Figure 1.

Schematic diagram showing the Spigelian fascia and Spigelian hernia belt.

The size of the hernia orifices usually ranges from 0.5 to 2 cm in diameter. It has a well-defined, firm edge and is round to oval in shape (Figure 2). This well-defined, fibrous, inelastic edge is believed to increase the risk of incarceration and leads to a condition akin to Richter’s hernia formation [5, 6, 7, 8, 9]. In the beginning, these hernias are usually limited to the Spigelian aponeurosis on the axial plane, but when their size increases, these can dissect the fibres of transverse abdominis muscles laterally as its medial extension is limited by the rectus muscle and sheath, and create a bigger defect in the anterior abdominal wall. Another probable reason for its lateral position is because that the external oblique aponeurosis covers the Spigelian aponeurosis in its whole length and creates a potential space between the muscle layers. This provides enough space for the herniated sac to expand and take the route of least resistance laterally and is thus palpable more lateral than the actual location of the hernia orifice. This usually conforms to a mushroom-shaped appearance of these hernias on palpation.

Figure 2.

Schematic diagram showing herniation through the Spigelian hernia. Note the hernial sac is obscured under the external oblique aponeurosis.

In most patients, due to the presence of the tough external oblique aponeurosis, a small Spigelian hernia may go unnoticed. For the Spigelian hernia to be palpable clinically, it needs to penetrate both the transverse abdominis, internal oblique muscles and further glide in between the two oblique muscles. Further, the dissection of the internal oblique is determined by the fact whether the internal oblique muscle ventral to Spigelian aponeurosis is aponeurotic or muscular. In the event the hernial sac encounters an aponeurotic layer in its way, the hernia sac will tend to lie between the transversus abdominis and the internal oblique muscles. Although, the aponeurosis of the internal oblique muscle strengthens the Spigelian fascia, more often than not it is the internal oblique muscle belly rather than the aponeurosis that covers the Spigelian fascia, thereby reducing the reinforcement. In cases when the hernial sac grows and dissects the two innermost muscle layers, the hernia may become palpable clinically. Most commonly these are palpable below the level of the umbilicus as the fibres of the transversus abdominis and internal oblique muscles run parallel to each other in this area, thus reducing the resistance further. Above the umbilicus, these muscle fibres form a criss-cross configuration providing additional support and resistance and thereby decreasing the chance of a Spigelian hernia to be palpable but at the same time increasing the chance for incarceration.

It was usually believed that Spigelian hernias tend to occur through small defects in the transversus abdominis aponeurosis where it was penetrated by the perforating vessels and nerves [10, 11]. These were also thought to occur at the junction of the semilunar line and semicircular line of Douglas as the majority of cases were described below the umbilicus in the region of the line of Douglas. This observation was attributed to the fact that not only Spigelian fascia is broadest here but also the lack of posterior rectus sheath represents the inherent weakness of this zone, and also due to fibres of transversus aponeurosis that runs parallel to the internal oblique. This concept was first challenged by Webber et al., who demonstrated that approximately 45% of Spigelian hernias occurred above the arcuate line [12]. Interestingly, although most of these hernias can occur in the Spigelian hernia belt below the umbilicus for the aforementioned reasons [13, 14], the defect may still lie above the arcuate line. The hernia sac usually consists of the peritoneum, preperitoneal fat and occasionally transversalis fascia. The hernial content can be small bowel or omentum but can include any organ depending on its location. The size of the neck has been reported to vary from as small as 0.5 cm to as large as 6 cm [15].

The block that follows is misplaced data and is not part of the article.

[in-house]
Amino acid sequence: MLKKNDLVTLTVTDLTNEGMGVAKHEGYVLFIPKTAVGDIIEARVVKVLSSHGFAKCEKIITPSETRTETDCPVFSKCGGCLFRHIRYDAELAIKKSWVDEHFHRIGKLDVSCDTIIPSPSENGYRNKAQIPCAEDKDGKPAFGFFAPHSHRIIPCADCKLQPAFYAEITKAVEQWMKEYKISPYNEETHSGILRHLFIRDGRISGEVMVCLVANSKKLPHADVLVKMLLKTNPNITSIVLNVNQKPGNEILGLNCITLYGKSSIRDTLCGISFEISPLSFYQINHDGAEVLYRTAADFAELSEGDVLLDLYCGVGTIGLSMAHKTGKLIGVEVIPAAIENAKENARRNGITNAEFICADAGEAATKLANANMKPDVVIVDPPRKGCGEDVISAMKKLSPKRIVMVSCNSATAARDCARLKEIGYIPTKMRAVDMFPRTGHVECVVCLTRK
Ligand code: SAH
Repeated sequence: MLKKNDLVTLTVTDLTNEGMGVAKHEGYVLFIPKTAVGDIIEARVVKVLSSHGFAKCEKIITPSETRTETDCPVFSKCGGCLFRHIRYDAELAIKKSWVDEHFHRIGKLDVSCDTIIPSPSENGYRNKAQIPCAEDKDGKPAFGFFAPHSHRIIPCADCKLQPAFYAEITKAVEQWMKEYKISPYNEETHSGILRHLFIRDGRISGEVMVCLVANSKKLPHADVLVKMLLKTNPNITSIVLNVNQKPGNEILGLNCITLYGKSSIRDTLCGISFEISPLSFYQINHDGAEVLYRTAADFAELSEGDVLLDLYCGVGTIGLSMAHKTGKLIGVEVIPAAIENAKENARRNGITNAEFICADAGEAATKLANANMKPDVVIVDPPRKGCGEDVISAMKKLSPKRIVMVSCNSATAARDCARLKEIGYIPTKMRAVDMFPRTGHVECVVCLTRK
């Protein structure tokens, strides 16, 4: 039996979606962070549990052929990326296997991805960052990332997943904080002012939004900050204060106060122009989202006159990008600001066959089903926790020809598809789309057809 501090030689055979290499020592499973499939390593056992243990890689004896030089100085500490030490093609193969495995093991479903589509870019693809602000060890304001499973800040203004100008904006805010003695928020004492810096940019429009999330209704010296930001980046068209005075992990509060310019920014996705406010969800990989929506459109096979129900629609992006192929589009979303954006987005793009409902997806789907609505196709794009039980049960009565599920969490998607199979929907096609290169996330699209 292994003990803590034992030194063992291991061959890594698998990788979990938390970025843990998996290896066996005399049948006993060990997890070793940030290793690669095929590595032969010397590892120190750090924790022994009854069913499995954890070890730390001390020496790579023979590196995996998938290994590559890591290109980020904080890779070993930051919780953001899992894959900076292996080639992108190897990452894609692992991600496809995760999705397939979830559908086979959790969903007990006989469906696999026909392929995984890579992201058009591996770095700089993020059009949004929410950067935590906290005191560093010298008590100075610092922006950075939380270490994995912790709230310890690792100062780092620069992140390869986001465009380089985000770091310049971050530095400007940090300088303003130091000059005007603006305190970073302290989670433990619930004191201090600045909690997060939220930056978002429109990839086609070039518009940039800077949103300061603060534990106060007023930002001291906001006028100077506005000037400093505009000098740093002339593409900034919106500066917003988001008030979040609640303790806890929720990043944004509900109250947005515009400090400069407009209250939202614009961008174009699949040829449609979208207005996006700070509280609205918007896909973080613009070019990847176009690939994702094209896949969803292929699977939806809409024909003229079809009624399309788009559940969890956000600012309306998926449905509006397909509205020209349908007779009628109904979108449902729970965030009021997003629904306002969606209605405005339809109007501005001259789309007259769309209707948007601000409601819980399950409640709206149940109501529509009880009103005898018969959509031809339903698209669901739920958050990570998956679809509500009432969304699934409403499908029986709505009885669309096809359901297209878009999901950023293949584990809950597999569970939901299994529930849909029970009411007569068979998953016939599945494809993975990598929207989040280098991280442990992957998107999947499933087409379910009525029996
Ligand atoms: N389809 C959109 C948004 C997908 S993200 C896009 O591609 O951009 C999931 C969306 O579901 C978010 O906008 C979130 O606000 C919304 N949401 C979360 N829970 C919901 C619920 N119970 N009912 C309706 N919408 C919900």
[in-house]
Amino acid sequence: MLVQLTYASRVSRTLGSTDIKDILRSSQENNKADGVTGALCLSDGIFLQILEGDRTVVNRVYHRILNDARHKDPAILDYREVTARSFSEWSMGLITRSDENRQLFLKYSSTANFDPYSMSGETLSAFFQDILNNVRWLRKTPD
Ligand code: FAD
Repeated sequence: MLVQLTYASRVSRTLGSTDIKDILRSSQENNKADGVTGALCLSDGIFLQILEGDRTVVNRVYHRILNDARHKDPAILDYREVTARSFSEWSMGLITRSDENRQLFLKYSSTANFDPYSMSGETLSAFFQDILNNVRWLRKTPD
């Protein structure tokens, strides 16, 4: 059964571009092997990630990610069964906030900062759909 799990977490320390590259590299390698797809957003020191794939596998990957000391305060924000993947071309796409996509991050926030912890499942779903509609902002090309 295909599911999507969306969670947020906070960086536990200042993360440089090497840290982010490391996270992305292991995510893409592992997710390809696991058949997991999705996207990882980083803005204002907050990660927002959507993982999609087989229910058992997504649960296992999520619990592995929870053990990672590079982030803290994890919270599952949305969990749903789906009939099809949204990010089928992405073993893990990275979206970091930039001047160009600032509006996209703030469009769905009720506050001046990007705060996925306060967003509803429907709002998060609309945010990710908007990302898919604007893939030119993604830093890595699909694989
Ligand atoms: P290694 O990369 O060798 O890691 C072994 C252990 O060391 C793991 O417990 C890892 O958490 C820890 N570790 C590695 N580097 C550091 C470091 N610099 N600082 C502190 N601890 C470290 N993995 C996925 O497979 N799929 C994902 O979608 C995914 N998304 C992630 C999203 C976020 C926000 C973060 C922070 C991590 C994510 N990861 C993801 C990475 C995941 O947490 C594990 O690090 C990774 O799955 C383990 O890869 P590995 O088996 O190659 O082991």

4. Pathophysiology

These hernias can be congenital or acquired. Congenital cases develop through the weak areas in the aponeurosis of the abdominal muscles formed during their development in the mesenchyme of the somatopleure originating from the invading and fusing myotomes of the anterior abdominal wall and are usually associated with cryptorchidism [14, 16]. The congenital variety presents in the younger age, is usually small and mostly remains subclinical. Adult hernias are usually acquired. The perforating vessels were believed to create the area of weakness in the Spigelian fascia which was enhanced by herniation of preperitoneal fat, although this is now considered of minor importance [17]. Spigelian fascia is widest below the umbilicus and potentially weakest. Besides, the abdominal girth is wider below the umbilicus and in accordance with the Laplace’s law, wall tension will be greater. Furthermore, transversus abdominis and internal oblique muscles in the upper part of the abdomen extent medially into the posterior rectus sheath and strengths the Spigelian fascia. The natural progression of the disease ranges from younger patients usually presenting with a smaller fascial defect with preperitoneal tissue being the most common content. However, with increasing age, elderlies are vulnerable to the development of larger defects with peritoneal contents constituting the main sac content [18].